Difference Between Bandwidth and Data Transfer

In the world of web hosting plans, bandwidth and data transfer are two terms that people use interchangeably, but they are actually two completely different measurements. Knowing the difference between bandwidth and data transfer will enable you to make the best choice when deciding on a web hosting plan.

Data Transfer

Data transfer refers to the total amount of bytes of data a server transfers to a particular website in a given period of time. Most hosting plans measure the amount of data transferred across a server over a 30 day or one month period.

Bandwidth

Bandwidth is a term that precedes servers, computers and all digital technologies. Bandwidth was first used in analog tools and devices to submit radio transmission signals, acoustic signals and other types of signals. In computing, bandwidth refers to the maximum amount of data that is transferable in a given period of time.

Data Transfer and Bandwidth in Terms of Capacity and Utilization

Capacity and utilization are common measurements that are used to gauge efficiency and productivity of a product or service, and they greatly parallel the concepts of data transfer and bandwidth.

Capacity, like bandwidth, is the maximum amount of output any given system can produce. For instance, if the server that hosts a particular website is served over a 1 Gigabyte (GB) connection, that particular website has a bandwidth of 1 GB. The connection where data flows back and forth between the server and the website has a maximum capacity of 1 GB.

Utilization, like data transfer, reflects the average amount of data a given system uses. For example, if the same dedicated server above hosts a relatively small website that does not receive much traffic, it may utilize 0.5 GB or approximately half of the 1GB capacity. As long as the website utilizes or transfers less than 1 GB of data each month, it will remain within its server 1 GB monthly capacity or bandwidth.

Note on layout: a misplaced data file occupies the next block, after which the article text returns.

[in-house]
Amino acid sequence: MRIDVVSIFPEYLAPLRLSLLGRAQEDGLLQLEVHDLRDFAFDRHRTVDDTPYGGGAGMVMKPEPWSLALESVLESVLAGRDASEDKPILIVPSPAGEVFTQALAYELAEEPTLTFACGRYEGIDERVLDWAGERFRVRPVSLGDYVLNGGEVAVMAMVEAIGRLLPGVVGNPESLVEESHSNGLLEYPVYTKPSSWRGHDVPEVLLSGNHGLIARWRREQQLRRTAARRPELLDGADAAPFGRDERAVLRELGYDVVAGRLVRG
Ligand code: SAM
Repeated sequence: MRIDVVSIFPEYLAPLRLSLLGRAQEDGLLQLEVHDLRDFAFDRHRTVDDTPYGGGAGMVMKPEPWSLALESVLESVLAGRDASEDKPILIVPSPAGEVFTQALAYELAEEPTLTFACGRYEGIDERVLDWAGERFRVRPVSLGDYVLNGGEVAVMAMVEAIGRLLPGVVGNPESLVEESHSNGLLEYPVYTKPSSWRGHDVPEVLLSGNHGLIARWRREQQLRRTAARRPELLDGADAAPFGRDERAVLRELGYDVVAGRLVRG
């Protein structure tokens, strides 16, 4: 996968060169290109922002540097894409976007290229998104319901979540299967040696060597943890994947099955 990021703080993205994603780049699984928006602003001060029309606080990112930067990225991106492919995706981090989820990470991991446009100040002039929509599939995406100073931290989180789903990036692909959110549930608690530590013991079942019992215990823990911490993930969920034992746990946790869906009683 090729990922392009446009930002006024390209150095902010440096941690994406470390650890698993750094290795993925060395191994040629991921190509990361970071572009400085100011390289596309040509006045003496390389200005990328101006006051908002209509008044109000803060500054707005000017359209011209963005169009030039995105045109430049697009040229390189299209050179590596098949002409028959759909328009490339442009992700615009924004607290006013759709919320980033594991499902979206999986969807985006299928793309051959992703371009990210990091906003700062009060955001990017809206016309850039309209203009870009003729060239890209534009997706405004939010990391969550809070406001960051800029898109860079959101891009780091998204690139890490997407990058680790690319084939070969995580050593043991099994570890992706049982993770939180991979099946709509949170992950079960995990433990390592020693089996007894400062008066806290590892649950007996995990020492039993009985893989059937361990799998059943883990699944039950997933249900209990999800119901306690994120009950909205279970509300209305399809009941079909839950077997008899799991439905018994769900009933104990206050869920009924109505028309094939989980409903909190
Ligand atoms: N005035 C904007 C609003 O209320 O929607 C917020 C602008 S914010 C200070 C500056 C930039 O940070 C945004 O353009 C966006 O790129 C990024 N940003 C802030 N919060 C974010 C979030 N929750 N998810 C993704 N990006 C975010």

Real Life Example

To make data transfer and bandwidth more relatable, think of your home's electricity service as an example of the concept. Your electricity company may be able to supply 1000 kilowatts per hour (kWh) of electricity per month; this is the maximum capacity of electrical service your household can use within a certain period of time without incurring premium electricity rates.

If at the end of the month, you only utilized 940 kWh, this is the total amount of electricity transferred to your home during that particular month. Since you used less than the allotted 1000 kWh of electricity per month, you remained within your electrical capacity.

If at the end of the month you consumed 1200 kWh, you transferred more electricity to your home than the monthly 1000 kWh capacity. Since you used more than your monthly electrical capacity, you will more than likely incur higher or premium electricity rates for those extra kWh you used.

How Does Bandwidth and Data Transfer Affect Internet Browsing?